Membership and Fees: In
to maintain itself, the Zen group must be financed by its members
(including the teachers) through regular monthly dues. Teachers are
exempt from retreat fees. We strongly appreciate contributions from
non-members at our weekly sittings. The non-member suggested donation
students is $3, for all others, $5, or whatever you can give us to help
defray our rent and the cost of cushions and other supplies. The
donation should not be a barrier for anyone willing to come sit with
The cost for members varies, but
usually is around $30 to 40 a month. Membership is encouraged for
anyone wishing to make a commitment to a regular meditation practice.
Please discuss the possibility of membership with one of our teachers.
Parking: There is a large parking lot at the Kingston Mall. The studio is on the right side of the mall as you enter the parking area.
Meeting Times: Sundays, 7 to 9 pm. Please arrive a few minutes early to allow time to arrange your cushions or seat, since opening ceremonies start promptly at 7 pm. Beginners' Night, the first Sunday of the month, is 6:30 (please be on time!) to 7 pm for instruction, followed by regular sitting.
Contacts: By phone, Donald Dow, 609-510-3909; by email, firstname.lastname@example.org; or just stop by at 6:30 pm on a Beginners' Night to introduce yourself.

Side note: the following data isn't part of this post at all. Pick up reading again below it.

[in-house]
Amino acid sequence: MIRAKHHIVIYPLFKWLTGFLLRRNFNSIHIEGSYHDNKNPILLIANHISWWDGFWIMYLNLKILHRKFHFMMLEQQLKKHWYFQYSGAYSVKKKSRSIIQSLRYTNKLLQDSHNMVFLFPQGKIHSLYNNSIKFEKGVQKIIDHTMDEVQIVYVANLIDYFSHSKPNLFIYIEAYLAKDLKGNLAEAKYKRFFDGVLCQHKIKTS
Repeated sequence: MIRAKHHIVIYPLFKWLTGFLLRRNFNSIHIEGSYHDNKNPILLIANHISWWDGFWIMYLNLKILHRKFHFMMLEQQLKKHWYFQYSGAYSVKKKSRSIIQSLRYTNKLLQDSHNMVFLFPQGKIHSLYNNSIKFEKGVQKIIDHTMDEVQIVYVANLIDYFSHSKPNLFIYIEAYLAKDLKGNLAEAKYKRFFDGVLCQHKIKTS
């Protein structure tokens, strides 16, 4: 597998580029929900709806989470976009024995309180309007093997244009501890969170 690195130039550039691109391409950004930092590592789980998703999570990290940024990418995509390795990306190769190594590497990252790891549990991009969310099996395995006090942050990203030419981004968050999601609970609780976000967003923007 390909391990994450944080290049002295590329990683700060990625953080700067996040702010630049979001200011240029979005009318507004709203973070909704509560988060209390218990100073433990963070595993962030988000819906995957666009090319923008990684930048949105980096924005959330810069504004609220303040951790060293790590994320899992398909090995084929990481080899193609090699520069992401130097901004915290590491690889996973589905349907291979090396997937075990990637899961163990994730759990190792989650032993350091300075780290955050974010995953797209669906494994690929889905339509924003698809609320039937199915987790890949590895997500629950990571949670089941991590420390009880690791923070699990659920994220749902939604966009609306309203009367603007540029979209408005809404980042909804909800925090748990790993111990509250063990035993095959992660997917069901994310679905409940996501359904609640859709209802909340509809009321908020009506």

Leadership Roles in the Zen Community: While the responsibilities regarding matters of Zen practice rest with the teachers, all administrative responsibilities rotate among the membership. The leadership roles necessary to run the Zen group are created and voluntarily taken on by members of the Zen community.
Meditation Retreats: We hold
several 3 to 5 day meditation retreats (sesshin)
throughout the year in addition to frequent
Additional Activities: Time, energy, and resources permitting, the Princeton Area Zen Group seeks to provide additional Zen-related activities, like introductions to newcomers, monthly membership meetings, discussions of Zen topics and informal social get-togethers. Members are encouraged to take the initiative in these activities. The "democratic" organization of Zen practice is an ongoing experiment. Students are expected to let teachers perform their function, and teachers are expected to let students administer the Zen center.